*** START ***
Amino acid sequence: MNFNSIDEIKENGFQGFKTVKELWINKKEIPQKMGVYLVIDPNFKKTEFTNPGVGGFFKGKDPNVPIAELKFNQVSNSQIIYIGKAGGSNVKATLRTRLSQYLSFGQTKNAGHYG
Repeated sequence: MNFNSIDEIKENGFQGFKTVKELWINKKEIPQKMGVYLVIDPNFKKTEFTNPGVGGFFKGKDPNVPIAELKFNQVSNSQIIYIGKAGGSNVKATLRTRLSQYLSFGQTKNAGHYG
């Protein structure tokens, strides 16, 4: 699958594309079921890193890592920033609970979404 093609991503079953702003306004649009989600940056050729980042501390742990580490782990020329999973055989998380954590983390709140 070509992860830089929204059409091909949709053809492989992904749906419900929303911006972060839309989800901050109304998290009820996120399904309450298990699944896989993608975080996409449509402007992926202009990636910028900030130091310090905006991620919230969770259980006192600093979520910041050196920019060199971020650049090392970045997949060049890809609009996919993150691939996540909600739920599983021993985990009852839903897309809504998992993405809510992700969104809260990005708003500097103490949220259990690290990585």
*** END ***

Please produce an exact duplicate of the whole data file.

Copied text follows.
Amino acid sequence: MNFNSIDEIKENGFQGFKTVKELWINKKEIPQKMGVYLVIDPNFKKTEFTNPGVGGFFKGKDPNVPIAELKFNQVSNSQIIYIGKAGGSNVKATLRTRLSQYLSFGQTKNAGHYG
Repeated sequence: MNFNSIDEIKENGFQGFKTVKELWINKKEIPQKMGVYLVIDPNFKKTEFTNPGVGGFFKGKDPNVPIAELKFNQVSNSQIIYIGKAGGSNVKATLRTRLSQYLSFGQTKNAGHYG
């Protein structure tokens, strides 16, 4: 699958594309079921890193890592920033609970979404 093609991503079953702003306004649009989600940056050729980042501390742990580490782990020329999973055989998380954590983390709140 070509992860830089929204059409091909949709053809492989992904749906419900929303911006972060839309989800901050109304998290009820996120399904309450298990699944896989993608975080996409449509402007992926202009990636910028900030130091310090905006991620919230969770259980006192600093979520910041050196920019060199971020650049090392970045997949060049890809609009996919993150691939996540909600739920599983021993985990009852839903897309809504998992993405809510992700969104809260990005708003500097103490949220259990690290990585």